This Is AuburnElectronic Theses and Dissertations

Experimental Study of Sea Salt Particles (SSP) Filtration Performance for On-Board SOFCs




Zhao, Pengfei

Type of Degree



Chemical Engineering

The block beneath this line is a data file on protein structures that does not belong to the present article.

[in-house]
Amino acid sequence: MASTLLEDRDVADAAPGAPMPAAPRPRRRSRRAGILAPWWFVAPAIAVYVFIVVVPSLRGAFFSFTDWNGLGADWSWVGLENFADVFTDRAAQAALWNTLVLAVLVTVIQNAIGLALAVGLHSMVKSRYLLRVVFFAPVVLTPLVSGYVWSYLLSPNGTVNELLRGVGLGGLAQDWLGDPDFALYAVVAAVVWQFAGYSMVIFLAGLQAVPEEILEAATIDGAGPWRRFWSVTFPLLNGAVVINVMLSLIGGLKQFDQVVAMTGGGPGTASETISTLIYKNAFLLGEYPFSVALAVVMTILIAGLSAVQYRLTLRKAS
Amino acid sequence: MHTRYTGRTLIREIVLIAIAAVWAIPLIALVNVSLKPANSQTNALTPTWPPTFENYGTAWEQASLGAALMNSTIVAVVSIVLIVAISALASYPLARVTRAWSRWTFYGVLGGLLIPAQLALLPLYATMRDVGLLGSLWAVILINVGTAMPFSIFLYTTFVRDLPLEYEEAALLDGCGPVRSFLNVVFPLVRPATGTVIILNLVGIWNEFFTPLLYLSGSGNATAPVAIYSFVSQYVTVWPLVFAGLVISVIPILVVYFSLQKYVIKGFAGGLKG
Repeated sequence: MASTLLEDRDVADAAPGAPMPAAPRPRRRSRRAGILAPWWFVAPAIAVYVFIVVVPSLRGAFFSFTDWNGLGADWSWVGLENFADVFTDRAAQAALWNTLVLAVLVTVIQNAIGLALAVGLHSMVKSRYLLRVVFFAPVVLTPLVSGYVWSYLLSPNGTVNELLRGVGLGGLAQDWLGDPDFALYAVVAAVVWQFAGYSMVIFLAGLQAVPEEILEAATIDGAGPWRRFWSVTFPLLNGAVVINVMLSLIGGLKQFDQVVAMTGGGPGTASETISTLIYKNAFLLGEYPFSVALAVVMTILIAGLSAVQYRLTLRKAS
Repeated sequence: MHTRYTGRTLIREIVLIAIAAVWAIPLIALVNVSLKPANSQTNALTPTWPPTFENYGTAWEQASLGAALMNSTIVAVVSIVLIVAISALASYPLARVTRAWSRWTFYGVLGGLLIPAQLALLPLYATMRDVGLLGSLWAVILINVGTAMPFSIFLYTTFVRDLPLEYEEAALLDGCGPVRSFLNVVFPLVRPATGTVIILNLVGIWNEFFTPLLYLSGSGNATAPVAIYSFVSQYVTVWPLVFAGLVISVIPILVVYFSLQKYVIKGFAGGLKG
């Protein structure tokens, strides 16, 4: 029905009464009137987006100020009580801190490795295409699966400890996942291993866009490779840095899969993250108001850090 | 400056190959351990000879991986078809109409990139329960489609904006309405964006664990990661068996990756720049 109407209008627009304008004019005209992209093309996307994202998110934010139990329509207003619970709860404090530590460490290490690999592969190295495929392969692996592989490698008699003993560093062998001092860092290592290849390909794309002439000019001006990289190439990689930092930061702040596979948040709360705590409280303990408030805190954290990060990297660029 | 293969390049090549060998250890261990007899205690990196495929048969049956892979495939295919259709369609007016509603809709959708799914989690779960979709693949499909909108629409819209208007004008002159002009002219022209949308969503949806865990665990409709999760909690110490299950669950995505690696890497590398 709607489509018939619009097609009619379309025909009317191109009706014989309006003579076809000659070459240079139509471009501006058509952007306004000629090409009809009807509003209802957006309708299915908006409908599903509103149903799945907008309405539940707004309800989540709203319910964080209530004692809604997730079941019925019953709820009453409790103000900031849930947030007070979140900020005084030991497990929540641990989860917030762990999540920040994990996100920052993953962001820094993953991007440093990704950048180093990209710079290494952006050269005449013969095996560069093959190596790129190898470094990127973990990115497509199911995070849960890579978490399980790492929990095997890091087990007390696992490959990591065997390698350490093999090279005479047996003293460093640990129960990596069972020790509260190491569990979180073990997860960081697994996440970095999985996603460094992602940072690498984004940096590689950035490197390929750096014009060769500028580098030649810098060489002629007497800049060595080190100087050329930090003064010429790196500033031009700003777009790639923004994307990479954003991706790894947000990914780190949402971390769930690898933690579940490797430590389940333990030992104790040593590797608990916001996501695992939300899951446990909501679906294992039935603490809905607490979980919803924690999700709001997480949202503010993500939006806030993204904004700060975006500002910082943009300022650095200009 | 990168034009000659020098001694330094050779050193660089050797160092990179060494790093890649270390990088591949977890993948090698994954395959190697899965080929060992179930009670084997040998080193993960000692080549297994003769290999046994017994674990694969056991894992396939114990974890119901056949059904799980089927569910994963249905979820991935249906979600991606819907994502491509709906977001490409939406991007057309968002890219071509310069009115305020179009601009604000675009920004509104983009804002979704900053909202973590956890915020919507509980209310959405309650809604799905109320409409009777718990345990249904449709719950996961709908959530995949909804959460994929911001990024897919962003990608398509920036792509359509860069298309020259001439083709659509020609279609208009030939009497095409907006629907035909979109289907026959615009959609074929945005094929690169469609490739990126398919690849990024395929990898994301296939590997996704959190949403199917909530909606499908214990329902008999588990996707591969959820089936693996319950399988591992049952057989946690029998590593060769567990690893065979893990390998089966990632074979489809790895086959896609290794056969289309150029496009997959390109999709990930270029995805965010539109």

This work described in the dissertation mainly focuses on the filtration of sea salt particles (SSP), which flow into the cathode side of Solid Oxide Fuel Cells (SOFCs) on the ships. Currently, SOFCs are being considered as power source for ships due to their high energy efficiency and low waste emissions. However, different types of air contaminants existed in the air could cause harmful effects on the performance of those SOFCs and decrease their useful life time. The impurities contain gaseous contaminants, such as sulfur compounds and particulates, like sea salt particles and smokes. Salt particles are all over around the sea because of the wake and bow spray. They could lead to corrosions and fouling of fuel cell systems and clog the finely divided and highly tortuous flow channels in fuel cell stacks as well. Therefore, it is significantly important to remove them from air stream before entering SOFCs. Usually, filtration is the most commonly applied approach due to the high efficiency and low cost. As for filtration system design, there are mainly two aspects. One is filter packaging configuration design and the other one is filter media design. Filter media is the most basic component of filter which does the filtration work. Depending on the type of filter media and how the filters are packaged, filter system could be designed to show different filtration performances for sea salt particles and meanwhile, an optimization could be achieved according to different air conditions and specifications. Chapter I mainly describes the background, history and motivation of sea salt particles filtration. Three important filtration parameters are introduced briefly, including pressure drop, filtration efficiency and particles loading capacity. These three parameters are highly significant during filter design that needs to be considered as main criteria. Moreover, in Chapter I, filter media manufacturing is described, which contains two main different processes, dry formed and wet laid process. In my work, all filter media tested are made using wet laid method due to its convenience and low cost. Sea salt particles filtration using pleated filters in novel packaging configurations is described in Chapter II. Commercial filters (24’’by 24’’) are tested for all the experiments. For single filter, the effects of filter depth and filter pleat count on three filtration parameters mentioned in Chapter I are discussed, including pressure drop across the filter, particles removal efficiency and loading capacity and compressor parasitic power. Meanwhile, MESA, which stands for Multi-Element Structured Array, is introduced and tested for slat particles filtration. MESA is a novel filter packaging configuration invented by Center of Microfibrous Materials Manufacturing (CM3), Auburn University, which integrates several single filters in one single filtration system to become a three dimensional array of filters and could extend the filtration area and reduce the pressure drop. The experiment results of MESAs are compared with single filters under same air conditions and conclude that MESAs are able to increase both particles removal efficiency and loading capacity and lower filter pressure drop and compressor parasitic power simultaneously, which results in much better filtration performance for salt particles. In Chapter III, filter media is the major concern. Comparison of filtration performance for sea salt particles between nonwoven and woven activated carbon fiber media is described in this chapter. Activated carbon fiber is applied in this part of work because it can remove particulates and gas contaminants, such as VOCs simultaneously, which can lower filtration costs. Woven and nonwoven media are currently two most widely applied types of filter media. Due to their different structures, they can show different filtration performances for salt particles. And to evaluate the advantages and disadvantages of each type of media is of high significance when the media are applied in real circumstances. Therefore, experiments of pressure drop, filtration efficiency and particles loading capacity are conducted for both nonwoven and woven filter media. The results have shown that nonwoven ACF media are much better for salt particles filtration due to the homogeneous structure. Moreover, since relative humidity (RH) during the sea environment is much higher, it is very necessary to investigate the effect of RH on filter media performance for salt particles. Activated carbon fiber belongs to hydrophilic material, which can absorb water into fiber pores. Experiment results show that higher RH is able to enhance filtration efficiency due to the improved capillary tension between particles and fiber surface. Besides experimental study, theoretical study is also of highly importance during filtration system design. Since what we conclude from Chapter III is that nonwoven filter media is superior compared to woven filter media when applied in salt particles filtration, Chapter IV mainly describes theoretical analysis of various nonwoven microfibrous filter media, including pressure drop across the filter media, filtration efficiency and particles loading capacity. Several different filter media are tested using bench scale setup and the experiment results are compared with estimation results in order to verify if the estimation equations are correct. Further modified PMP (Porous media permeability) and filtration efficiency equations according to various filter media type are used for pressure drop and particles removal efficiency estimation separately. Moreover, a new estimation approach for particles loading capacity is developed and verified with experiment results. From comparisons, what we can see is that estimation results match quite well with experiment results. Chapter V mainly describes sea salt particles filtration of various nonwoven filter media. A new type of nonwoven filter media, VGCF (carbon nanofiber) entrapped nonwoven polymer media is evaluated in terms of the filtration performance, including pressure drop, filtration efficiency, particles loading capacity and compressor parasitic power. This media is manufactured using wet-laid approach, which could lead to uniform three dimensional nanofiber nonwoven filter media with high filtration efficiency and low pressure drop. Besides, particles loading performance is compared between different types of nonwoven filter media, including surface media and depth media. The results show that surface media is better for initial filtration application and depth filter media is more suitable for long term particles filtration and loading. In the end, effect of relative humidity on hydrophobic filter media is discussed and what can be concluded is higher RH is able to lower filtration efficiency due to the occupation of interstitial fiber space by water droplets.